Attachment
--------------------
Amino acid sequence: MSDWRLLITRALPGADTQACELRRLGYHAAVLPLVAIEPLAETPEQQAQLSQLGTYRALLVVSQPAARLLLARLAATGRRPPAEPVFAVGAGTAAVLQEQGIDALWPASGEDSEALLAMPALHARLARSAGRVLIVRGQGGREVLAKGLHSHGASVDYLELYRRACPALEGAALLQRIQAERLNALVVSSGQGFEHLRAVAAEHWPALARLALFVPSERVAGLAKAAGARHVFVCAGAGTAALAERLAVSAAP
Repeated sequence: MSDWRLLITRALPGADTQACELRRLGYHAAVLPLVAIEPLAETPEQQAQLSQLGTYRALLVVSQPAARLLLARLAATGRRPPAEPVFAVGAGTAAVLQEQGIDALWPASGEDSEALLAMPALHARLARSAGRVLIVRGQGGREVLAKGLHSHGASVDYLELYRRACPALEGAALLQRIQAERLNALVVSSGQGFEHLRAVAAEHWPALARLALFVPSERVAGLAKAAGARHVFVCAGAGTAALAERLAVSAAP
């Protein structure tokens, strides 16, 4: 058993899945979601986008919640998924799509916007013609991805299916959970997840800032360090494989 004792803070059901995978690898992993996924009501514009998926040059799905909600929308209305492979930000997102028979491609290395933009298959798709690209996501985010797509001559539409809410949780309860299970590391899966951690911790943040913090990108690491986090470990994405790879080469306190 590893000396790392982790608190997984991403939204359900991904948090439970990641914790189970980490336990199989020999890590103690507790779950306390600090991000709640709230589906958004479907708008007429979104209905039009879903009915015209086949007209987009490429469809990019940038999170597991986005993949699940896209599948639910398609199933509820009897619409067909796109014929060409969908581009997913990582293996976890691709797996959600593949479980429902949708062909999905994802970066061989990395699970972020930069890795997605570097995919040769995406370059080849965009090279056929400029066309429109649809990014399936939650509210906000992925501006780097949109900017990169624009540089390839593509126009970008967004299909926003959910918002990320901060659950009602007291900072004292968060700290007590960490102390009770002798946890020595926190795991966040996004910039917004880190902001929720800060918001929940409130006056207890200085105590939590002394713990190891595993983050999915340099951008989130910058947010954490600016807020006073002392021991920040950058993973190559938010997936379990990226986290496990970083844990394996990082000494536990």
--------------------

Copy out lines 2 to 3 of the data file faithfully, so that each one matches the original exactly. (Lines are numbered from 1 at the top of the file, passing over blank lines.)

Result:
Repeated sequence: MSDWRLLITRALPGADTQACELRRLGYHAAVLPLVAIEPLAETPEQQAQLSQLGTYRALLVVSQPAARLLLARLAATGRRPPAEPVFAVGAGTAAVLQEQGIDALWPASGEDSEALLAMPALHARLARSAGRVLIVRGQGGREVLAKGLHSHGASVDYLELYRRACPALEGAALLQRIQAERLNALVVSSGQGFEHLRAVAAEHWPALARLALFVPSERVAGLAKAAGARHVFVCAGAGTAALAERLAVSAAP
């Protein structure tokens, strides 16, 4: 058993899945979601986008919640998924799509916007013609991805299916959970997840800032360090494989 004792803070059901995978690898992993996924009501514009998926040059799905909600929308209305492979930000997102028979491609290395933009298959798709690209996501985010797509001559539409809410949780309860299970590391899966951690911790943040913090990108690491986090470990994405790879080469306190 590893000396790392982790608190997984991403939204359900991904948090439970990641914790189970980490336990199989020999890590103690507790779950306390600090991000709640709230589906958004479907708008007429979104209905039009879903009915015209086949007209987009490429469809990019940038999170597991986005993949699940896209599948639910398609199933509820009897619409067909796109014929060409969908581009997913990582293996976890691709797996959600593949479980429902949708062909999905994802970066061989990395699970972020930069890795997605570097995919040769995406370059080849965009090279056929400029066309429109649809990014399936939650509210906000992925501006780097949109900017990169624009540089390839593509126009970008967004299909926003959910918002990320901060659950009602007291900072004292968060700290007590960490102390009770002798946890020595926190795991966040996004910039917004880190902001929720800060918001929940409130006056207890200085105590939590002394713990190891595993983050999915340099951008989130910058947010954490600016807020006073002392021991920040950058993973190559938010997936379990990226986290496990970083844990394996990082000494536990």